The past year of raising a teenager has been completely worth it. There are some difficult things, of course. I don’t have any baby pictures of my child and I don’t know a whole lot about his early development and there are a lot of values we don’t share that lead to a good deal of conflicts. But also he’s potty-trained, he sleeps through the night, he bathes himself, he can tie his own shoes, and he can join us in fun activities like camping and going to football games and riding roller coasters at Worlds of Fun.
Yeah, our family looks a little different than most. Usually people think he’s my brother or my college roommate rather than my son. But that’s okay. What matters is not what others think about what we’re doing, but what we’re actually doing. And when it comes down to it, what we’re actually doing is building a family. For us, we’re gaining a son, someone we can delight in and show unconditional love to on a daily basis. And for him, he’s gaining a forever family, parents (and grandparents and aunts and uncles and cousins) to be there for him for the rest of his life, no matter what.
Don’t get me wrong: this lifestyle is no cakewalk. There are days that are so exhausting, so stressful, so infuriating, so intense that when I lay down to sleep at night I wonder why I ever wanted to get involved in foster care and adoption in the first place. It would have been so much easier to just…not.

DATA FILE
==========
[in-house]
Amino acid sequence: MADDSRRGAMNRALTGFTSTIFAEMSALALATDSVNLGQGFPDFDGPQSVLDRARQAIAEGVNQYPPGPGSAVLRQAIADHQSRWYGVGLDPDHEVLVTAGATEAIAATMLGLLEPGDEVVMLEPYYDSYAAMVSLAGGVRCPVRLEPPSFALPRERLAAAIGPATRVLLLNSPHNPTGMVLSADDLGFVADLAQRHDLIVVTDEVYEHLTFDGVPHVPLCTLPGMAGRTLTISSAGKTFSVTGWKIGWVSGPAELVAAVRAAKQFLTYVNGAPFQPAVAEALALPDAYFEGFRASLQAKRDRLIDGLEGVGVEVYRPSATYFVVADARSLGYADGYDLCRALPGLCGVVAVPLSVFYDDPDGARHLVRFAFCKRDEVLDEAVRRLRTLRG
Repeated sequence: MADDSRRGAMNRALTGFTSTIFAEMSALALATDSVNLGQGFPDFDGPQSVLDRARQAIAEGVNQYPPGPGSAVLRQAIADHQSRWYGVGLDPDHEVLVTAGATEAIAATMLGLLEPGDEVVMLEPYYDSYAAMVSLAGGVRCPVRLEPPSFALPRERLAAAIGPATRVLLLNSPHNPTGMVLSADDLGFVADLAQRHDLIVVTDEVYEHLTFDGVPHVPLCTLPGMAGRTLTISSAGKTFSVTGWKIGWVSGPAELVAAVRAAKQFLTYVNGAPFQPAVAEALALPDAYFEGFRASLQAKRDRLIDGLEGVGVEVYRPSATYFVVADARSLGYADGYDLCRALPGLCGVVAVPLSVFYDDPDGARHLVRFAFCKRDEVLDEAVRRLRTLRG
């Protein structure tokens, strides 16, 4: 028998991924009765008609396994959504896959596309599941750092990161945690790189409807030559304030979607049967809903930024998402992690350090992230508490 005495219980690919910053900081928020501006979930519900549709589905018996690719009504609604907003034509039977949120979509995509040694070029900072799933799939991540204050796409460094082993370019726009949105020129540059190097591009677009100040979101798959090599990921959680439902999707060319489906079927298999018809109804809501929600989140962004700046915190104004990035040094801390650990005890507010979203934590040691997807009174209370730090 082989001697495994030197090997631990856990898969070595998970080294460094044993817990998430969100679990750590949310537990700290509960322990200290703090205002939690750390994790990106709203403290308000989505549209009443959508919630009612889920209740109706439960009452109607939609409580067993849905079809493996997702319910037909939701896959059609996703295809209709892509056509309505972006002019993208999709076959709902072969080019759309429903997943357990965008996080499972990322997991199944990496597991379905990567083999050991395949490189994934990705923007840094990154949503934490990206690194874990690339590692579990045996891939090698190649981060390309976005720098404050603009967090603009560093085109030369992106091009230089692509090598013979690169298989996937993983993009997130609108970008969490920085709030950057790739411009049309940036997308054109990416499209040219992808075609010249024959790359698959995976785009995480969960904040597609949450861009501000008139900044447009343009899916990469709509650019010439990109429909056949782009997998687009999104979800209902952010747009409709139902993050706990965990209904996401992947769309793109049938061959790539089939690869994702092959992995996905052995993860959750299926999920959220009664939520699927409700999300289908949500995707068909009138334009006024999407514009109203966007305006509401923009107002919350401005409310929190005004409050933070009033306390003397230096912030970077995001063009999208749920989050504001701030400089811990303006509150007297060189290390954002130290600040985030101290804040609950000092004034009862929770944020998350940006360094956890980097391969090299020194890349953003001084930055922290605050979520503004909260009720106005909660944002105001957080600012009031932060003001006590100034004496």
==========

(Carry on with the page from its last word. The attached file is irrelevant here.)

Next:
On those days, though, it doesn’t take much to remind me why I keep going. Every year, 23,000 foster children (who were never adopted) turn eighteen and are released from the foster care system. Of those 23,000, 20% (one in five!) will instantly become homeless. Only half of these newly minted adults will ever be gainfully employed by the time they’re twenty-four. It is seventeen times more likely that someone who has aged out of foster care will develop a substance dependence than graduate college. And nearly 60% of young men who age out of foster care will be convicted of a crime at some point in their lives.
The world is not a safe place for kids growing up in foster care. No matter how draining or disruptive or irritating or even scary it can be to adopt a teenager from foster care, it’s worth it because I love my son too much to let him face a cruel world alone. I don’t know how involved he’ll want me to be once he turns eighteen and I can’t really control any of that. At the very least, though, I want him to know that he has a family he can turn to and loved ones in his corner.
He will not become another statistic.
There are a bunch of teenagers in your community and state looking for adoptive homes. You can help one of them radically change the narrative of their future. We don’t have to helplessly bemoan how tragic those stats are about kids who age out of foster care–we can do something very concrete and powerful about it now!
It’s totally okay if doing something like that is just out of the question for your situation. I get that! But don’t underestimate the impact you can still make, even if you aren’t able to take in a teenager. These kids are all of our responsibility to care for, so everyone can play a role, big or small. We need you too. Stay tuned for another post about how to do this!
Stats in this post were taken from here: https://www.nfyi.org/51-useful-aging-out-of-foster-care-statistics-social-race-media/